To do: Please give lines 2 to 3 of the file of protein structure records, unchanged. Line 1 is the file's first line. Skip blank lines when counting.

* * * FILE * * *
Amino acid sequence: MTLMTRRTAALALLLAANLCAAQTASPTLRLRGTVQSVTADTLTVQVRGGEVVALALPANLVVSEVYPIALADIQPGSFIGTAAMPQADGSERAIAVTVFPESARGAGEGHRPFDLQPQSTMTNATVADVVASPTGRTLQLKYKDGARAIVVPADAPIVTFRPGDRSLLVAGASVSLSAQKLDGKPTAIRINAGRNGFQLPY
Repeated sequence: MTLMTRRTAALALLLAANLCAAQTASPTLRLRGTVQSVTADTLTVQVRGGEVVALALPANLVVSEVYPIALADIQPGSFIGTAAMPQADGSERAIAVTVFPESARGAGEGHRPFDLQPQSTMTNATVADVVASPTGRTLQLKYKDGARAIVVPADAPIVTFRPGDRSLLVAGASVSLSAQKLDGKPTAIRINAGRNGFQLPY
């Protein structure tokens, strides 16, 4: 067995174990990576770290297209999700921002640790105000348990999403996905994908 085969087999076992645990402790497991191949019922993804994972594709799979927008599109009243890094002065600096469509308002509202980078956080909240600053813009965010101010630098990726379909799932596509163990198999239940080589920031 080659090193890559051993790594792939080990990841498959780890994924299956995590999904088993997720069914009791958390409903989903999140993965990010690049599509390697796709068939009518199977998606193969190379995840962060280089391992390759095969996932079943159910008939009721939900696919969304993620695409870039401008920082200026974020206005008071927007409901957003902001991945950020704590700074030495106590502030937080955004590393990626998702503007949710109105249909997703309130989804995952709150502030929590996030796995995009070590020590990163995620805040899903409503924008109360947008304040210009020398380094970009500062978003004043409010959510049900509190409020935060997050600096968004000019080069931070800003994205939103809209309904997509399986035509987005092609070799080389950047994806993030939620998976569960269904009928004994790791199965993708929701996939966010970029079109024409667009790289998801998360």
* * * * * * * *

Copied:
Repeated sequence: MTLMTRRTAALALLLAANLCAAQTASPTLRLRGTVQSVTADTLTVQVRGGEVVALALPANLVVSEVYPIALADIQPGSFIGTAAMPQADGSERAIAVTVFPESARGAGEGHRPFDLQPQSTMTNATVADVVASPTGRTLQLKYKDGARAIVVPADAPIVTFRPGDRSLLVAGASVSLSAQKLDGKPTAIRINAGRNGFQLPY
């Protein structure tokens, strides 16, 4: 067995174990990576770290297209999700921002640790105000348990999403996905994908 085969087999076992645990402790497991191949019922993804994972594709799979927008599109009243890094002065600096469509308002509202980078956080909240600053813009965010101010630098990726379909799932596509163990198999239940080589920031 080659090193890559051993790594792939080990990841498959780890994924299956995590999904088993997720069914009791958390409903989903999140993965990010690049599509390697796709068939009518199977998606193969190379995840962060280089391992390759095969996932079943159910008939009721939900696919969304993620695409870039401008920082200026974020206005008071927007409901957003902001991945950020704590700074030495106590502030937080955004590393990626998702503007949710109105249909997703309130989804995952709150502030929590996030796995995009070590020590990163995620805040899903409503924008109360947008304040210009020398380094970009500062978003004043409010959510049900509190409020935060997050600096968004000019080069931070800003994205939103809209309904997509399986035509987005092609070799080389950047994806993030939620998976569960269904009928004994790791199965993708929701996939966010970029079109024409667009790289998801998360």